Customer counts fell by an average of 3.1% during the third quarter for restaurants open at least a year, and the start of Q4 has been particularly tough for casual restaurants, according to numbers released this week by Black Box Intelligence. Yet same-store sales were uneven for full-service chains during Q3, as price increases and promotions of higher ticket items provided some uplift.
Here’s a brief look at how several smaller casual chains fared in the July-through-September period.
Ruth’s Chris Steakhouse
Comparable sales inched upward 0.6% despite a 1.7% slide in transactions, according to parent company Ruth’s Hospitality Group. The driver was a 2.3% increase in menu prices. Management said sales were eroded by two major weather events in the markets served by the 154-unit polished-casual brand. Hurricane Dorian and Tropical Storm Barry cost the chain 11 operating days, executives said. Overall, net income rose 25.7%, to $4.5 million, on a 4% increase in revenues, to $103 million. CEO Cheryl Henry noted that profits were dampened by a 19% increase in beef costs during the quarter.
A 4.5% hike in menu prices offset a 1.9% drop in customer counts to leave the Mexican casual chain with a 2.6% rise in same-store sales for Q3. Management voiced optimism for fiscal 2020 and beyond in part because parent company Chuy’s Holdings has adopted a new tool for analyzing where the chain should locate its restaurants. The company failed to pull out of the red during Q3, but narrowed its losses to $1.8 million, compared with a $7.5 million deficit for the year-ago period. Revenues rose 7.8%, to $109.1 million.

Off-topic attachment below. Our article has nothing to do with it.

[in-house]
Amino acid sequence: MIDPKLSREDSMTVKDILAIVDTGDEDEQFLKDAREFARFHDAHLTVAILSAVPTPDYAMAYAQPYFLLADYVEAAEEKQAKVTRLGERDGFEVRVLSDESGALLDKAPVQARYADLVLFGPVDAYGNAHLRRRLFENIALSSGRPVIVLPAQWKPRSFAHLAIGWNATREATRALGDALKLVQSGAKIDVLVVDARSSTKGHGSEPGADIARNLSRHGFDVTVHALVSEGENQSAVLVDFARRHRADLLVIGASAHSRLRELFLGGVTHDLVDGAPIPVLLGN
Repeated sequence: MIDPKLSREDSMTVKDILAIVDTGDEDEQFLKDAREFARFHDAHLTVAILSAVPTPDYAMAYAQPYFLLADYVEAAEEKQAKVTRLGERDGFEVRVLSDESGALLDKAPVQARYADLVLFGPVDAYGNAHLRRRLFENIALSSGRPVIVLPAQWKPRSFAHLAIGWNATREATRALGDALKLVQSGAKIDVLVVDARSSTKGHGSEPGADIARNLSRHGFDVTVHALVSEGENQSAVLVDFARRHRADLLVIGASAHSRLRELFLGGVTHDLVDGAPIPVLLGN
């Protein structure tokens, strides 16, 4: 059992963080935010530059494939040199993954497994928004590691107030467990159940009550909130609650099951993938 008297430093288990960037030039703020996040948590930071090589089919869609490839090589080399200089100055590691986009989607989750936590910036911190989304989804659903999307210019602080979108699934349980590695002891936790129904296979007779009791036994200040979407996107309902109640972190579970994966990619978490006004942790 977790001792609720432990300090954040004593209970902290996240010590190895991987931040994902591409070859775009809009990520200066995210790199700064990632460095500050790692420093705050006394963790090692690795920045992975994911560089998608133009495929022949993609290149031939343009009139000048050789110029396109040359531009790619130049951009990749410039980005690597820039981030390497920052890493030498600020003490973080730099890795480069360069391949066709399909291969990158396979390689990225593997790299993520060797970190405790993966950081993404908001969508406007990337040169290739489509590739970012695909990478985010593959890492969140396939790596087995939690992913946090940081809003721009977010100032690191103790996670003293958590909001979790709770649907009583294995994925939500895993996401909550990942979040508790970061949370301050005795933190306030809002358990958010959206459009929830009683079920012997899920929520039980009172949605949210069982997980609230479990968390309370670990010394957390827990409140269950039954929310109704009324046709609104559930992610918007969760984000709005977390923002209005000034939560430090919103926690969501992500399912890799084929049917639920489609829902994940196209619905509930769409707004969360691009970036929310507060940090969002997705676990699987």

J. Alexander’s, Stoney River Steakhouse and Grill
Same-store sales for the polished-casual brand declined 2% for the quarter, and comps for sister brand Stoney River Steakhouse and Grill ebbed 0.7%, with transaction counts falling 2.9% and 0.4%, respectively. The brands’ average checks—$32.17 and $42.36, respectively—were essentially flat. Parent company J. Alexander’s Holdings posted a net income for Q3 of $771,000, compared with a loss a year ago of $633,000.
The small high-end steakhouse chain posted one of the full-service sector’s highest gains in same-store sales for Q3, a 9.3% jump for domestic restaurants open at least 18 months. Parent company The One Group did not reveal how traffic, pricing and menu mix figured into that increase, but stressed that the upswing followed a year-ago comp rise of 6.9%. One’s net income for the quarter totaled $460,000, compared with a year-ago loss of $305,000, on a 10.5% rise in revenues, to $22.1 million. The figures exclude results from Kona Grill, the 24-unit polished-casual chain that One acquired last month.